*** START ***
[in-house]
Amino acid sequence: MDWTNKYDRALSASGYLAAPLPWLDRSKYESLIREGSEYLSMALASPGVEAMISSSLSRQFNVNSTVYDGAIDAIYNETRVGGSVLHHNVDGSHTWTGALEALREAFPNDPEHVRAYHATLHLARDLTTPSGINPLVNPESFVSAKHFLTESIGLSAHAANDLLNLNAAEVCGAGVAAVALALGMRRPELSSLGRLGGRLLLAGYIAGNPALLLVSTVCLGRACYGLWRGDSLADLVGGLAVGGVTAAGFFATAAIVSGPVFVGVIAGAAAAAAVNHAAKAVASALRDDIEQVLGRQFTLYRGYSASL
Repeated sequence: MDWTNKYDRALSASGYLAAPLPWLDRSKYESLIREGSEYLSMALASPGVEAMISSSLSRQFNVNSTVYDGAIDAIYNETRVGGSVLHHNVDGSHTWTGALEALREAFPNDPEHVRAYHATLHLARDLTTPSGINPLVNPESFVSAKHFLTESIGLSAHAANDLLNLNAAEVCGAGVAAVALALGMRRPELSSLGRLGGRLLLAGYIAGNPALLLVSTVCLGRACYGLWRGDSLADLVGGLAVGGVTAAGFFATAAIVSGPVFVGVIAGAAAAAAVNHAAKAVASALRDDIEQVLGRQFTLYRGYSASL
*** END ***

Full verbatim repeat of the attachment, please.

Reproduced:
[in-house]
Amino acid sequence: MDWTNKYDRALSASGYLAAPLPWLDRSKYESLIREGSEYLSMALASPGVEAMISSSLSRQFNVNSTVYDGAIDAIYNETRVGGSVLHHNVDGSHTWTGALEALREAFPNDPEHVRAYHATLHLARDLTTPSGINPLVNPESFVSAKHFLTESIGLSAHAANDLLNLNAAEVCGAGVAAVALALGMRRPELSSLGRLGGRLLLAGYIAGNPALLLVSTVCLGRACYGLWRGDSLADLVGGLAVGGVTAAGFFATAAIVSGPVFVGVIAGAAAAAAVNHAAKAVASALRDDIEQVLGRQFTLYRGYSASL
Repeated sequence: MDWTNKYDRALSASGYLAAPLPWLDRSKYESLIREGSEYLSMALASPGVEAMISSSLSRQFNVNSTVYDGAIDAIYNETRVGGSVLHHNVDGSHTWTGALEALREAFPNDPEHVRAYHATLHLARDLTTPSGINPLVNPESFVSAKHFLTESIGLSAHAANDLLNLNAAEVCGAGVAAVALALGMRRPELSSLGRLGGRLLLAGYIAGNPALLLVSTVCLGRACYGLWRGDSLADLVGGLAVGGVTAAGFFATAAIVSGPVFVGVIAGAAAAAAVNHAAKAVASALRDDIEQVLGRQFTLYRGYSASL